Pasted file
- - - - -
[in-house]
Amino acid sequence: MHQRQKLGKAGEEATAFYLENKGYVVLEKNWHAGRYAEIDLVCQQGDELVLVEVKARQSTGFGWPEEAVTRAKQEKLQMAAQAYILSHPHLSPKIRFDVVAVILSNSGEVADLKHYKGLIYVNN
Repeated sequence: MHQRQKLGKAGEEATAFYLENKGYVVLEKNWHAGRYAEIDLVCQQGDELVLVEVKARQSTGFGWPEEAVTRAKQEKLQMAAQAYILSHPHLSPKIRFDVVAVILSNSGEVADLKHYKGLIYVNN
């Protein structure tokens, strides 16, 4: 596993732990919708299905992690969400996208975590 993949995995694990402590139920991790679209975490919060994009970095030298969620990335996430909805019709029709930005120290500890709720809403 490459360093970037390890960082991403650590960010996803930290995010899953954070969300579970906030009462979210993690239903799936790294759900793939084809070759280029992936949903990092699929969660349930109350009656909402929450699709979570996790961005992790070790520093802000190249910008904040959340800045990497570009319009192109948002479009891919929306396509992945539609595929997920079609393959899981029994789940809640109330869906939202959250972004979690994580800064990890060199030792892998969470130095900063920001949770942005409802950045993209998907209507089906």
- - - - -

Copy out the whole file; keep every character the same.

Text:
[in-house]
Amino acid sequence: MHQRQKLGKAGEEATAFYLENKGYVVLEKNWHAGRYAEIDLVCQQGDELVLVEVKARQSTGFGWPEEAVTRAKQEKLQMAAQAYILSHPHLSPKIRFDVVAVILSNSGEVADLKHYKGLIYVNN
Repeated sequence: MHQRQKLGKAGEEATAFYLENKGYVVLEKNWHAGRYAEIDLVCQQGDELVLVEVKARQSTGFGWPEEAVTRAKQEKLQMAAQAYILSHPHLSPKIRFDVVAVILSNSGEVADLKHYKGLIYVNN
């Protein structure tokens, strides 16, 4: 596993732990919708299905992690969400996208975590 993949995995694990402590139920991790679209975490919060994009970095030298969620990335996430909805019709029709930005120290500890709720809403 490459360093970037390890960082991403650590960010996803930290995010899953954070969300579970906030009462979210993690239903799936790294759900793939084809070759280029992936949903990092699929969660349930109350009656909402929450699709979570996790961005992790070790520093802000190249910008904040959340800045990497570009319009192109948002479009891919929306396509992945539609595929997920079609393959899981029994789940809640109330869906939202959250972004979690994580800064990890060199030792892998969470130095900063920001949770942005409802950045993209998907209507089906």